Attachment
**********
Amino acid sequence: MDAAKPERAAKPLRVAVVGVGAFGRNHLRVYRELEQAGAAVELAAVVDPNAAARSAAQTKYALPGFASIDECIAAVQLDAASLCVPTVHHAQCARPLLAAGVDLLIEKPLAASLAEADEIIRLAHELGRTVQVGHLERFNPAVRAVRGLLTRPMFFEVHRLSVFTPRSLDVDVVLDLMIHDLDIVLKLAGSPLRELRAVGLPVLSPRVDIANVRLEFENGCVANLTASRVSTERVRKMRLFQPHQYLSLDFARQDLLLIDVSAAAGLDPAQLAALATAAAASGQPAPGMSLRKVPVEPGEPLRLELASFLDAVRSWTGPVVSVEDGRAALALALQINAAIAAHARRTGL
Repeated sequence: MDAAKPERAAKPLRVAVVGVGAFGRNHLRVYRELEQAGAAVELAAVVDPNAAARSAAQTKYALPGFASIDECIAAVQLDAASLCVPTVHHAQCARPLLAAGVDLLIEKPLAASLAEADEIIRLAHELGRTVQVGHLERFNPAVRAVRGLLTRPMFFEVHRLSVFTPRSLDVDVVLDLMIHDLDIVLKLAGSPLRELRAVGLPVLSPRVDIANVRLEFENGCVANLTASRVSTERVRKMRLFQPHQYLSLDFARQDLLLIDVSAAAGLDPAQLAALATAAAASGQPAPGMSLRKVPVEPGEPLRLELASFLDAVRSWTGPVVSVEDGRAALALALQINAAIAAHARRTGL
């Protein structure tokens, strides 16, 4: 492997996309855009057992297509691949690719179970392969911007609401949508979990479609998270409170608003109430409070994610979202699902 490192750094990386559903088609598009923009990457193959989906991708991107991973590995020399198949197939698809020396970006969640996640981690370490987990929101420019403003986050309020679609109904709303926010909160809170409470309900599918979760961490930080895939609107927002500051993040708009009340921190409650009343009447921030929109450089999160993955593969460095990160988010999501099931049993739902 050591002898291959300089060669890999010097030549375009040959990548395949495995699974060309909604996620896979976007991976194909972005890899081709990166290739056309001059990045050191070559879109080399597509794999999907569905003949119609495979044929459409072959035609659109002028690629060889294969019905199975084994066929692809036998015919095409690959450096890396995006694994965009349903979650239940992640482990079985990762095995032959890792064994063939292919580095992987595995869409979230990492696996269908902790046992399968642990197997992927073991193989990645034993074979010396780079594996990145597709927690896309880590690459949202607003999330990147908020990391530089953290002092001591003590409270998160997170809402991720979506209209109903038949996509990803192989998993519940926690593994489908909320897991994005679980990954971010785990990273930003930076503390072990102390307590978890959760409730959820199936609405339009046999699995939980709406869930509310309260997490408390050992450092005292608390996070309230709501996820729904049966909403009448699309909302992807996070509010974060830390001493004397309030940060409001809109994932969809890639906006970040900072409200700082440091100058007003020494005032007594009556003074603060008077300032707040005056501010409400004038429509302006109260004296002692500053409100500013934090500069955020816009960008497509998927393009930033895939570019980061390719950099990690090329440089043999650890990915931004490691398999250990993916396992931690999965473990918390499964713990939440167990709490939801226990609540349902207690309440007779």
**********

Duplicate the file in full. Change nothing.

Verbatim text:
Amino acid sequence: MDAAKPERAAKPLRVAVVGVGAFGRNHLRVYRELEQAGAAVELAAVVDPNAAARSAAQTKYALPGFASIDECIAAVQLDAASLCVPTVHHAQCARPLLAAGVDLLIEKPLAASLAEADEIIRLAHELGRTVQVGHLERFNPAVRAVRGLLTRPMFFEVHRLSVFTPRSLDVDVVLDLMIHDLDIVLKLAGSPLRELRAVGLPVLSPRVDIANVRLEFENGCVANLTASRVSTERVRKMRLFQPHQYLSLDFARQDLLLIDVSAAAGLDPAQLAALATAAAASGQPAPGMSLRKVPVEPGEPLRLELASFLDAVRSWTGPVVSVEDGRAALALALQINAAIAAHARRTGL
Repeated sequence: MDAAKPERAAKPLRVAVVGVGAFGRNHLRVYRELEQAGAAVELAAVVDPNAAARSAAQTKYALPGFASIDECIAAVQLDAASLCVPTVHHAQCARPLLAAGVDLLIEKPLAASLAEADEIIRLAHELGRTVQVGHLERFNPAVRAVRGLLTRPMFFEVHRLSVFTPRSLDVDVVLDLMIHDLDIVLKLAGSPLRELRAVGLPVLSPRVDIANVRLEFENGCVANLTASRVSTERVRKMRLFQPHQYLSLDFARQDLLLIDVSAAAGLDPAQLAALATAAAASGQPAPGMSLRKVPVEPGEPLRLELASFLDAVRSWTGPVVSVEDGRAALALALQINAAIAAHARRTGL
């Protein structure tokens, strides 16, 4: 492997996309855009057992297509691949690719179970392969911007609401949508979990479609998270409170608003109430409070994610979202699902 490192750094990386559903088609598009923009990457193959989906991708991107991973590995020399198949197939698809020396970006969640996640981690370490987990929101420019403003986050309020679609109904709303926010909160809170409470309900599918979760961490930080895939609107927002500051993040708009009340921190409650009343009447921030929109450089999160993955593969460095990160988010999501099931049993739902 050591002898291959300089060669890999010097030549375009040959990548395949495995699974060309909604996620896979976007991976194909972005890899081709990166290739056309001059990045050191070559879109080399597509794999999907569905003949119609495979044929459409072959035609659109002028690629060889294969019905199975084994066929692809036998015919095409690959450096890396995006694994965009349903979650239940992640482990079985990762095995032959890792064994063939292919580095992987595995869409979230990492696996269908902790046992399968642990197997992927073991193989990645034993074979010396780079594996990145597709927690896309880590690459949202607003999330990147908020990391530089953290002092001591003590409270998160997170809402991720979506209209109903038949996509990803192989998993519940926690593994489908909320897991994005679980990954971010785990990273930003930076503390072990102390307590978890959760409730959820199936609405339009046999699995939980709406869930509310309260997490408390050992450092005292608390996070309230709501996820729904049966909403009448699309909302992807996070509010974060830390001493004397309030940060409001809109994932969809890639906006970040900072409200700082440091100058007003020494005032007594009556003074603060008077300032707040005056501010409400004038429509302006109260004296002692500053409100500013934090500069955020816009960008497509998927393009930033895939570019980061390719950099990690090329440089043999650890990915931004490691398999250990993916396992931690999965473990918390499964713990939440167990709490939801226990609540349902207690309440007779």